Starbucks licensee could exit onerous rentals
The South African company licensed to operate Starbucks in Southern Africa is ramping up expansion of the brand here with deals for a further 15 new outlets brewing this year, but warns its growth targets don’t preclude it from exiting unfavourable legacy leases.
Adrian Maizey, who heads Rand Capital Coffee, which owns the Starbucks licence for Southern Africa, says these lease agreements are those that carry high, escalating rentals “where landlords are not open to finding a mutually beneficial path forward”.
Maizey says it has the support of Starbucks head office to exit onerous rental agreements entered into when Taste Holdings launched the brand in SA in 2016.
Rand Capital Coffee was granted the licence to operate Starbucks in Southern Africa in November 2019 and acquired the 16 original larger-format Starbucks outlets from Taste Holdings in December 2019. Taste Holdings has since disposed of its food businesses and been renamed as JSE-listed Luxe Holdings, which focuses on luxury brands in sectors such as jewellery.
“When reasonable lease terms cannot be achieved, it is generally prudent to cut one’s losses and invest one’s capital with likeminded partners,” says Maizey.
Rand Capital Coffee will rather close down a store and expand its store footprint with new landlords who are “prepared to come to the table”, says Maizey, than expend “finite resources on stores that do not have a path to profitability”.
“The sad thing is that these are good stores, but the rent terms were entered into by the prior owners when the macro picture was materially better than it is today.”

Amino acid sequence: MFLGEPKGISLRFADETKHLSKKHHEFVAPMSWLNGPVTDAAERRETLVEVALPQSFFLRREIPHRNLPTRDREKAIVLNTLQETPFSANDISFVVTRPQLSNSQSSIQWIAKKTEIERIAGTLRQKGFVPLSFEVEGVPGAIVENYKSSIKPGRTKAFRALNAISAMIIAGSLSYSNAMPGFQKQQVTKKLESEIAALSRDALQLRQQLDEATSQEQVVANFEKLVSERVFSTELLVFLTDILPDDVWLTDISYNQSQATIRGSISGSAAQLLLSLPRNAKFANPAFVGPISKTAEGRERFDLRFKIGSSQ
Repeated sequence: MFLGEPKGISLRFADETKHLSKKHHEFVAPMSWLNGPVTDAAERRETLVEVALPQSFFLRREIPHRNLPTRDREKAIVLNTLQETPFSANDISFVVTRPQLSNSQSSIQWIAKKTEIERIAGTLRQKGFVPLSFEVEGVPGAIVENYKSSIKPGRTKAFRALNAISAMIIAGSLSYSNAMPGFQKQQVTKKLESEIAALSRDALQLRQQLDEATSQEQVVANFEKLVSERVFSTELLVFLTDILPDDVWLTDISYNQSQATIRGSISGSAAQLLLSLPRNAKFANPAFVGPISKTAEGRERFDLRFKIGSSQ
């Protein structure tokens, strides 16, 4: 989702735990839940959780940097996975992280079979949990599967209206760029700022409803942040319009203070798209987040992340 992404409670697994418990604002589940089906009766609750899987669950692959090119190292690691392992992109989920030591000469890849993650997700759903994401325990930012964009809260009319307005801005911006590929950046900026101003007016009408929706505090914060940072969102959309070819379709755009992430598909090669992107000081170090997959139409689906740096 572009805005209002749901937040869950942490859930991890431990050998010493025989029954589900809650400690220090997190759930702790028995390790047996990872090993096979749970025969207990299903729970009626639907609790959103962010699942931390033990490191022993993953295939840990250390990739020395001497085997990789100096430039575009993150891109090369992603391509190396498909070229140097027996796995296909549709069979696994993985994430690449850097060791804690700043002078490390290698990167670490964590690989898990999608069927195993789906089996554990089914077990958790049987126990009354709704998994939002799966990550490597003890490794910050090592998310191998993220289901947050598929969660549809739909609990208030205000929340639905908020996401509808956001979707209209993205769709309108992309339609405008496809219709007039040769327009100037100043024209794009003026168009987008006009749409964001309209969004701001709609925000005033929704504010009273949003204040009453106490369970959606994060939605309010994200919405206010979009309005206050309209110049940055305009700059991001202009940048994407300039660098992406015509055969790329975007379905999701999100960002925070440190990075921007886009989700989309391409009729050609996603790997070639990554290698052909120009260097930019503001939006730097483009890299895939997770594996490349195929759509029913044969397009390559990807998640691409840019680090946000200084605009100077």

He says Rand Capital Coffee has made progress with most landlords in renegotiating historical leases but that some, which he declines to name, are refusing to budge.
Maizey thinks the “problem is that they view us as this big global brand” and that the landlords therefore believe Rand Capital Coffee can afford to pay above-market rents.
“The reality is we represent a global brand that is funded by South Africans, which employs South Africans. We benefit tremendously from the know-how and experience of what Starbucks has produced over 50 years but it is our own capital that allows for our venture to be realised in South Africa.”
California-based Maizey, who was born and raised in SA, has voiced his frustration previously about the traditional fixed leases prevalent in SA, which have an above-inflation escalation structure, saying he would prefer rentals linked to turnover and inflationary escalations.
He says Rand Capital Coffee will “realistically” open at least 15 new stores this year in SA, and that the “outer limits” for expansion would be 25 shops. He says SA is the fastestgrowing segment in the Europe, Middle East and Africa region for Starbucks and is seen as “strategic and a springboard into the rest of Africa”.
“We [SA] were one of the slowest-growing regions before we took over in December 2019 as between 2016 and December 2019, when we took over, there had only been 16 stores built. From December 2019 until now we’ve increased the store footprint 56% and we are now the fastest-growing region.”
Two weeks ago the group opened a 130m² coffee shop at Woodlands Mall in Pretoria, which is smaller than the original standalone flagship outlets Taste Holdings opened in Rosebank, Gateway, Melrose Arch and Mall of Africa.
Maizey says most of the group’s expansion will be through smaller format stores of 20m² to 80m², many in partnership with Shoprite Checkers, with a “store-within-astore” concept at the grocery group’s new high-end FreshX stores. The first two of these outlets were launched late last year in Stellenbosch in the Western Cape and Rosebank in Johannesburg.
Maizey says drive-through formats are also on the cards, subject to finding sites.
He says the plan is to keep the original flagship properties, which offer experiences such as “Reserve Bar coffee tasting” for patrons and are popular.
Maizey says smaller formats such as the store-within-a-store in Rosebank near to the larger stand-alone outlet in the same precinct are complementary, allowing both premises to share staff and expertise as well as attract different kinds of customers.
[If] reasonable lease terms can’t be achieved, it is generally prudent to cut losses Adrian Maizey Head of Rand Capital Coffee, which owns the Starbucks licence for Southern Africa